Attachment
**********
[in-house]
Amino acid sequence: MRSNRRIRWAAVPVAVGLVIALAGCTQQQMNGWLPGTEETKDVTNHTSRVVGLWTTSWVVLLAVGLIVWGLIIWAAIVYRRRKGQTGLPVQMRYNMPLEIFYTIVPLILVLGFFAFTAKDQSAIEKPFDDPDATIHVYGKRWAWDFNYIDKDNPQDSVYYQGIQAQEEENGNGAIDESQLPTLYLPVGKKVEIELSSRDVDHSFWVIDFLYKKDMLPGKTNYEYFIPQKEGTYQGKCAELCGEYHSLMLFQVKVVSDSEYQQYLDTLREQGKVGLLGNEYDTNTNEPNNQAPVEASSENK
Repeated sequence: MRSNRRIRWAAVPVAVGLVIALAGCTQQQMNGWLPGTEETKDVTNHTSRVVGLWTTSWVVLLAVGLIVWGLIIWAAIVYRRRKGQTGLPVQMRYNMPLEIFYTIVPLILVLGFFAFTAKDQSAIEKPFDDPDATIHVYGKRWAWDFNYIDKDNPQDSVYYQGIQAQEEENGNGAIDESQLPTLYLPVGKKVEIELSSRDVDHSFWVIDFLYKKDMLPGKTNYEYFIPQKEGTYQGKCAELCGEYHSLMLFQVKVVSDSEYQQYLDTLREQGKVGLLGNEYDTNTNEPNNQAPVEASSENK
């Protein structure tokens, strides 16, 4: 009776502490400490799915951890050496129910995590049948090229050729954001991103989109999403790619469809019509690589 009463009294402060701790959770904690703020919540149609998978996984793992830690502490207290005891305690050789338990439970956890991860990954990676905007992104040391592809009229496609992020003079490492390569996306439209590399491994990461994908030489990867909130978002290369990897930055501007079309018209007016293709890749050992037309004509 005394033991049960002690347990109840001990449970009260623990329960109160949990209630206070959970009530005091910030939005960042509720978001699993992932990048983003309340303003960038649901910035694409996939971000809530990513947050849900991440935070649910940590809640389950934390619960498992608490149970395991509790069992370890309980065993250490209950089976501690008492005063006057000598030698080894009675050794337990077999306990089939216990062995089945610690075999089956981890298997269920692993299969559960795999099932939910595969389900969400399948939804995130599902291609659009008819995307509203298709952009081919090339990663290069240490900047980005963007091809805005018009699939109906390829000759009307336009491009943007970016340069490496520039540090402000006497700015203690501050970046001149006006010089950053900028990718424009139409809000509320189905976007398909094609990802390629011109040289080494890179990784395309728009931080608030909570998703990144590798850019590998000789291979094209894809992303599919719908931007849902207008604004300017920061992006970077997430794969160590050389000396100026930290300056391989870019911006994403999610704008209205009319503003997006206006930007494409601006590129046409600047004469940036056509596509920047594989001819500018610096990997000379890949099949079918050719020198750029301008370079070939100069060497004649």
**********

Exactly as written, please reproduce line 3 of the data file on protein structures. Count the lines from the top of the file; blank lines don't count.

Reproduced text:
Repeated sequence: MRSNRRIRWAAVPVAVGLVIALAGCTQQQMNGWLPGTEETKDVTNHTSRVVGLWTTSWVVLLAVGLIVWGLIIWAAIVYRRRKGQTGLPVQMRYNMPLEIFYTIVPLILVLGFFAFTAKDQSAIEKPFDDPDATIHVYGKRWAWDFNYIDKDNPQDSVYYQGIQAQEEENGNGAIDESQLPTLYLPVGKKVEIELSSRDVDHSFWVIDFLYKKDMLPGKTNYEYFIPQKEGTYQGKCAELCGEYHSLMLFQVKVVSDSEYQQYLDTLREQGKVGLLGNEYDTNTNEPNNQAPVEASSENK